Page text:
Heroes or Villains – Agriculture's Value Chain Middlemen

Location
University House (Library)
Category
Lectures Talks and Workshops, Social Sciences
Dates
Thursday 29th January 2015 (12:00-13:00)
Download the date to your calendar (.ics file)

Global Value Chains Research Cluster Seminar Series

Speaker: Zad Patta

  • Independent Govenor - University of Worcester
  • Board Director - BoxOn UK Limited
  • Executive Director - SYCC

Abstract:

Over the past ten years supply chains have been instrumental in changing how trade is undertaken around the world and how value is created and captured within many different value chains.  It is apparent that as production has become more and more fragmented and the relationship between buyers and suppliers ever closer, the Global Value Chain (GVC) framework has become an invaluable tool in demonstrating the full range of activities it now takes to bring a product to market (Backer and Miroudot, 2013).

One key area it has focused upon is that of governance, in particular the use of public and private governance regimes. It has considered the different types of value chain governance such as market, modular, relational, captive and value to illustrate the power asymmetries that exist within GVCs (Gereffi et al., 2005). Relative factors such as complexity, codification and capabilities have been taken into account when determining which type is prevalent and best suited to improve conditions for temporary workers.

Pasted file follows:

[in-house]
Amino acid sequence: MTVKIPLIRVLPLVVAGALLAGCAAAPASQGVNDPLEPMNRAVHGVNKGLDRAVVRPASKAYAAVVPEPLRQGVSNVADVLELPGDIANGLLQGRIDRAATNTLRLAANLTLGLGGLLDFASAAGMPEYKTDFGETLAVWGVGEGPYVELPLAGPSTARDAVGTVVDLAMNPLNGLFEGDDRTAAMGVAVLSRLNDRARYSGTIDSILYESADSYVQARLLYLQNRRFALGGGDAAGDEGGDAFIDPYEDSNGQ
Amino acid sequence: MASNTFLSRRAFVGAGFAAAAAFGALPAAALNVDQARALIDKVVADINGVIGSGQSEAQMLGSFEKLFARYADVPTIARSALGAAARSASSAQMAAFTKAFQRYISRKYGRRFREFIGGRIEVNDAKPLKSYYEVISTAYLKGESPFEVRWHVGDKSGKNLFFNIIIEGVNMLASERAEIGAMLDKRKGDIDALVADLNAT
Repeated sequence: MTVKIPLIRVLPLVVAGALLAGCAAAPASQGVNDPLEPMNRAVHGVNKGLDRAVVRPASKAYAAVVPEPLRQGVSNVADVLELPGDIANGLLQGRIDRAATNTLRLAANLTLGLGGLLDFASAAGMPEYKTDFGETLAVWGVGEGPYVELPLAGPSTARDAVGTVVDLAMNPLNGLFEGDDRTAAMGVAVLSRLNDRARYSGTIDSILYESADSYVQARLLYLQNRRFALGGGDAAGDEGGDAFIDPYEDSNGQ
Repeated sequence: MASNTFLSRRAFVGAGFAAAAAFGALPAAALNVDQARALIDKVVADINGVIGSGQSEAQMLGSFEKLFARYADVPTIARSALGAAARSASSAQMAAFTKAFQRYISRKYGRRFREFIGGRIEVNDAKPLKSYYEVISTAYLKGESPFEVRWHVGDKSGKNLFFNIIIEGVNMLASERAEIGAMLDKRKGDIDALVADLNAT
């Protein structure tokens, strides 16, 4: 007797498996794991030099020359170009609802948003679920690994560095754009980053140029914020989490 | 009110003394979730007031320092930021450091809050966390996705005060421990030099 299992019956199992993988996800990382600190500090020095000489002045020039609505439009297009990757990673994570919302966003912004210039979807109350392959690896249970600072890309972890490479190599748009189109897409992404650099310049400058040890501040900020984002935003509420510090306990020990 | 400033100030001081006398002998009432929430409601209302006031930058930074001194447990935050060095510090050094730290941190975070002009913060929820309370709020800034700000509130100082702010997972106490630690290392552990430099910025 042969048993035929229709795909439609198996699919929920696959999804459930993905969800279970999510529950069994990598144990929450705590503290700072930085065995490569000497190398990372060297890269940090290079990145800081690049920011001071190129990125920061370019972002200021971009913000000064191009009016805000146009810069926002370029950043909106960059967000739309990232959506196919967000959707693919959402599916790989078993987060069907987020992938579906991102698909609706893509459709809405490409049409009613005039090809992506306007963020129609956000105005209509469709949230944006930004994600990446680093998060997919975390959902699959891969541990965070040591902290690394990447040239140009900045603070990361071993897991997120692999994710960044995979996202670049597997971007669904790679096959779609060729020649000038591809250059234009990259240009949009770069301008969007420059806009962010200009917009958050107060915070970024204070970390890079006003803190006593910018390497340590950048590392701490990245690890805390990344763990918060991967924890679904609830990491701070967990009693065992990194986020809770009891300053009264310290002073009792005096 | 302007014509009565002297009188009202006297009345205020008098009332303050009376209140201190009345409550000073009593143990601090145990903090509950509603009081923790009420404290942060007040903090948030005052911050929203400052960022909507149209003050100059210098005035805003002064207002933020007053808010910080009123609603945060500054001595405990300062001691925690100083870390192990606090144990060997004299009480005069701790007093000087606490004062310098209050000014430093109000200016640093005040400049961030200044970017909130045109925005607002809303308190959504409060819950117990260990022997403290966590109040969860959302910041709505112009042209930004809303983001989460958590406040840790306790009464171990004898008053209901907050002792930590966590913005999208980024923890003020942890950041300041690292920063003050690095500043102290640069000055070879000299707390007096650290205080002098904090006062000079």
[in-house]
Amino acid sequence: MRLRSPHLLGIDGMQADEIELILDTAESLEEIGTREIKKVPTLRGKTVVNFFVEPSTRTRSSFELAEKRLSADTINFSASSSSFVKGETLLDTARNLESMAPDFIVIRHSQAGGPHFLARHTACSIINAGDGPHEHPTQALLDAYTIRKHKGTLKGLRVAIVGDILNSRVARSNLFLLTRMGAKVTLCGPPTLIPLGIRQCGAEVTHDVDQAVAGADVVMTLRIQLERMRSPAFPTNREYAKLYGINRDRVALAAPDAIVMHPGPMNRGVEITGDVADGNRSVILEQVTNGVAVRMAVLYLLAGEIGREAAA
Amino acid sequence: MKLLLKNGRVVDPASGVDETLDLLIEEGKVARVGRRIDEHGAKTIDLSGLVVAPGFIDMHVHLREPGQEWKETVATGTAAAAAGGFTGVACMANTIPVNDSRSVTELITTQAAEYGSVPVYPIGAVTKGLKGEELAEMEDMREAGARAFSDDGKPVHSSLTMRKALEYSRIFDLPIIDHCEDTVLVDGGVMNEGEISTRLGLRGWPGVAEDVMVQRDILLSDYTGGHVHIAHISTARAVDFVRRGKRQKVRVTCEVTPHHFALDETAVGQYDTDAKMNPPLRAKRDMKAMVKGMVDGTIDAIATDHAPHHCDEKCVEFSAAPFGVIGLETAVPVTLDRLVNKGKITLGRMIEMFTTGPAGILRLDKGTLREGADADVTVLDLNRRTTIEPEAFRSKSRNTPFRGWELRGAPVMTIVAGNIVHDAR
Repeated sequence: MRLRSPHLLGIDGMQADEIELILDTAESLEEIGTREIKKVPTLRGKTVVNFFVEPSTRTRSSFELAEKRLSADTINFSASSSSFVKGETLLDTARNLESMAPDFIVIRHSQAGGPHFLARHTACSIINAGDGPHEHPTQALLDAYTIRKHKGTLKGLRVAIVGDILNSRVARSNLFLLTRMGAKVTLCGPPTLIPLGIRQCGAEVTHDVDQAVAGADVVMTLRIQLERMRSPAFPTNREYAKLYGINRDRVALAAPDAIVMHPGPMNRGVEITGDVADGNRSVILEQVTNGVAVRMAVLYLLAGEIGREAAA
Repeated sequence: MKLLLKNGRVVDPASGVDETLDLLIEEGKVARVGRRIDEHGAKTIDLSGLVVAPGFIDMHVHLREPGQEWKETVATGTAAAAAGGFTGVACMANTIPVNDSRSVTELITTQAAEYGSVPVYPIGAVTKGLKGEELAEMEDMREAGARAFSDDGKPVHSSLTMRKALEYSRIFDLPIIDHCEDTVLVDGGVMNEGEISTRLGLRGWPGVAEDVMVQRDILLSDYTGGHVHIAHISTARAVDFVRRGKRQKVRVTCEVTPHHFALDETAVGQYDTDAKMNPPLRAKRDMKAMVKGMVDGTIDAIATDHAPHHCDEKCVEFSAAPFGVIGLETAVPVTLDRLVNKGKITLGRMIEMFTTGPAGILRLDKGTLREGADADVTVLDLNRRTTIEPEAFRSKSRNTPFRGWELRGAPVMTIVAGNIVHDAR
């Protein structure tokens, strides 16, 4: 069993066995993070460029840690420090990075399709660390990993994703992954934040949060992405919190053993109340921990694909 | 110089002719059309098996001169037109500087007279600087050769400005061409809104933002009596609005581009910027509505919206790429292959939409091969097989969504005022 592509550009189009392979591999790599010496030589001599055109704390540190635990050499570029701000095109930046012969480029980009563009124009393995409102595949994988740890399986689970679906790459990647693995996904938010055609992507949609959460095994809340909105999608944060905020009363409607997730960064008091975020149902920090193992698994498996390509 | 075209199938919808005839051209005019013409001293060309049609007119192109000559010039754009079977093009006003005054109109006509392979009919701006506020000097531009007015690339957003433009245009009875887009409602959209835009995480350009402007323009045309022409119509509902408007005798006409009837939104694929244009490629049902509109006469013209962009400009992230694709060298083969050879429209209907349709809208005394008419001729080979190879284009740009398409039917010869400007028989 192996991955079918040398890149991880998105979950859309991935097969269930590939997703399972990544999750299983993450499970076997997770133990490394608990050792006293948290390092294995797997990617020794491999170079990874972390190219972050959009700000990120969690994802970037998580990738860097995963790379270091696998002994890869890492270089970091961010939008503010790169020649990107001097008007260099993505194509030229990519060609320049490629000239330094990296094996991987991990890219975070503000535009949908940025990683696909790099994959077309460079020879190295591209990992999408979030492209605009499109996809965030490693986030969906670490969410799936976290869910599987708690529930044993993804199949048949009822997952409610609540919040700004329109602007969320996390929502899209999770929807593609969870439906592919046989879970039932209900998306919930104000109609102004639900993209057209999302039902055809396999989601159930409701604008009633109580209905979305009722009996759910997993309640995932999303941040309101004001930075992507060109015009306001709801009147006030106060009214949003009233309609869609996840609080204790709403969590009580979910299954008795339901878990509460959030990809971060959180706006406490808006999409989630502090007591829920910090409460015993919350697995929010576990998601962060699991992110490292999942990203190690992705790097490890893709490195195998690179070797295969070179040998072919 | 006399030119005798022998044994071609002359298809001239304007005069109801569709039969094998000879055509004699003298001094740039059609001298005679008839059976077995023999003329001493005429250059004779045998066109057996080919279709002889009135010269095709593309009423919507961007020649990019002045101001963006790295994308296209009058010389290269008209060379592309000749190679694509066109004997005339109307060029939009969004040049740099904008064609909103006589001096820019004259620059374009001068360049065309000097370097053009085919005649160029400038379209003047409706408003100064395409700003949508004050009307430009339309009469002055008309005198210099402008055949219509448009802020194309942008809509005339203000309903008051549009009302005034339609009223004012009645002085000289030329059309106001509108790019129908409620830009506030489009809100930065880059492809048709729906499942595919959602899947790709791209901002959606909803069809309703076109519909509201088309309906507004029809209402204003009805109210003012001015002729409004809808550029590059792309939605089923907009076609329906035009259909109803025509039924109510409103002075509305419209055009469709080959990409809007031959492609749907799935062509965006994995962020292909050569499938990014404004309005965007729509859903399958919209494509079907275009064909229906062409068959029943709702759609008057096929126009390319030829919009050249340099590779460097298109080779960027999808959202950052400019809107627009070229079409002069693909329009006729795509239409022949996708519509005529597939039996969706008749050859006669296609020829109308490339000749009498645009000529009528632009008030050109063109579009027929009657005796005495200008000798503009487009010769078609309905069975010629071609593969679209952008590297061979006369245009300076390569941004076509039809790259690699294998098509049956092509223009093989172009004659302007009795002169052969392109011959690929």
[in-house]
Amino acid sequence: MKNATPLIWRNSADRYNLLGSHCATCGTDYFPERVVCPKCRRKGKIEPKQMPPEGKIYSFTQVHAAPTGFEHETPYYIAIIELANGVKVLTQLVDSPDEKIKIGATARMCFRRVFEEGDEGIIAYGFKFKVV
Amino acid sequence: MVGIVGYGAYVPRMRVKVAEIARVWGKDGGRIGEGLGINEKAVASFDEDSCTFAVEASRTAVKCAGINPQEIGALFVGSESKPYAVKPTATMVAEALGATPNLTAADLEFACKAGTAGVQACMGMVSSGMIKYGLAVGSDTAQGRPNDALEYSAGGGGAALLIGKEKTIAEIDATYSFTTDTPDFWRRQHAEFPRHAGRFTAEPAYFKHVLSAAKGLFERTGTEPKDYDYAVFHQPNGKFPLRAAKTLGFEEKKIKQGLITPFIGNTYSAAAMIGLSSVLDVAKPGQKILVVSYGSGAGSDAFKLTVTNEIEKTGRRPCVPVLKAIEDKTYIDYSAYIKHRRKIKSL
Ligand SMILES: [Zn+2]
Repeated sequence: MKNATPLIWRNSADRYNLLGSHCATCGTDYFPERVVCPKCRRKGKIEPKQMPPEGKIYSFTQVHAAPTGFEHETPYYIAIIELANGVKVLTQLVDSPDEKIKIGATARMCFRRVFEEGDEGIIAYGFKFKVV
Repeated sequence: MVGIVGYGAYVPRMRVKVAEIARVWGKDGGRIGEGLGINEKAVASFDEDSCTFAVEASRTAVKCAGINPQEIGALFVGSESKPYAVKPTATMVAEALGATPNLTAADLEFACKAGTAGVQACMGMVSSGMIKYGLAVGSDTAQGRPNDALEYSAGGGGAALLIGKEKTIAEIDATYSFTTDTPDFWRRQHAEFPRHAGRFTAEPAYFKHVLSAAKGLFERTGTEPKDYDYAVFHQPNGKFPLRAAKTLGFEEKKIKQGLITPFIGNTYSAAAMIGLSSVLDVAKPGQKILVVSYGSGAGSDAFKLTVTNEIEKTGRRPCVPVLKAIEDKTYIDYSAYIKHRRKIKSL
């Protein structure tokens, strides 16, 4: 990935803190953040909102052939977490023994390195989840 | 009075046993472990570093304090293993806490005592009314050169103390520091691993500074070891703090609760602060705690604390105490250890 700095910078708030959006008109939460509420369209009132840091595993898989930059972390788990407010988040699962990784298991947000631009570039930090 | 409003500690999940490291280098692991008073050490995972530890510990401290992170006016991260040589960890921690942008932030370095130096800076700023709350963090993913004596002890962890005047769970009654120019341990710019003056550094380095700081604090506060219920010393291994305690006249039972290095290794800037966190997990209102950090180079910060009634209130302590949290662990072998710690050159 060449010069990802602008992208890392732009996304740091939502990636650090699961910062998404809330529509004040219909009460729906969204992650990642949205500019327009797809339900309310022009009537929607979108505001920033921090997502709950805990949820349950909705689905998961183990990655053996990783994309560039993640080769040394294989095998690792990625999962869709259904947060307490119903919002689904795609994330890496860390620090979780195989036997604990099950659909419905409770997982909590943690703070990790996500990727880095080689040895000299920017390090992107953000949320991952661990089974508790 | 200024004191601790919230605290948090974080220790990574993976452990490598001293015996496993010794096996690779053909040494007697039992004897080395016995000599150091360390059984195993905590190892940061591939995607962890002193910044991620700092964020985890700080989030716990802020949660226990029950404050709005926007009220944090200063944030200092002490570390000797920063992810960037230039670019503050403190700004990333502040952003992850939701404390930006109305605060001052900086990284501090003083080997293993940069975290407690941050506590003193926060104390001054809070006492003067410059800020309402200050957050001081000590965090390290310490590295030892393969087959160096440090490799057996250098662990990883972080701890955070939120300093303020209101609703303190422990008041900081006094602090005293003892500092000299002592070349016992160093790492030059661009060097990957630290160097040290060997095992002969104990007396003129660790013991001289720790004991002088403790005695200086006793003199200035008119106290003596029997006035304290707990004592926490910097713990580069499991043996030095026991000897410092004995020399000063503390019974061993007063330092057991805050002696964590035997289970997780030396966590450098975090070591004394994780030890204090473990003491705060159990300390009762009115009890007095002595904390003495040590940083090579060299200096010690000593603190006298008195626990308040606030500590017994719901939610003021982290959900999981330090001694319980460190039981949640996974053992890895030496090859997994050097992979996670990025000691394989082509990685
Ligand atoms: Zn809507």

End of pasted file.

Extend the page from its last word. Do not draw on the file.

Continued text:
This paper provides a brief overview of key structural changes occurring within the food industry, a significant example being the use of disintermediation – the removal of intermediaries in a supply chain, by retailers, to combat negative public perception of supply chains since the horsemeat scandal.The timing of the study, which the paper draws upon, is particularly pertinent, as the issue of worker exploitation has again become a key concern within the UK horticulture supply chain. In 2010, research conducted by the Joseph Rowntree Foundation highlighted that cases of ‘forced labour’ had increased significantly in sectors such as food processing and agriculture (Scott et al., 2012). 

More recent examples include the exploitation of 30 Lithuanian nationals on a Freedom Foods accredited chicken farm where workers were subjected to debt bondage, poor conditions and violence (Lawrence, 2013).  The study also coincides with the ten-year anniversary of the tragedy of Morecambe Bay and the creation of the Gangmaster Licensing Authority (GLA) in 2004.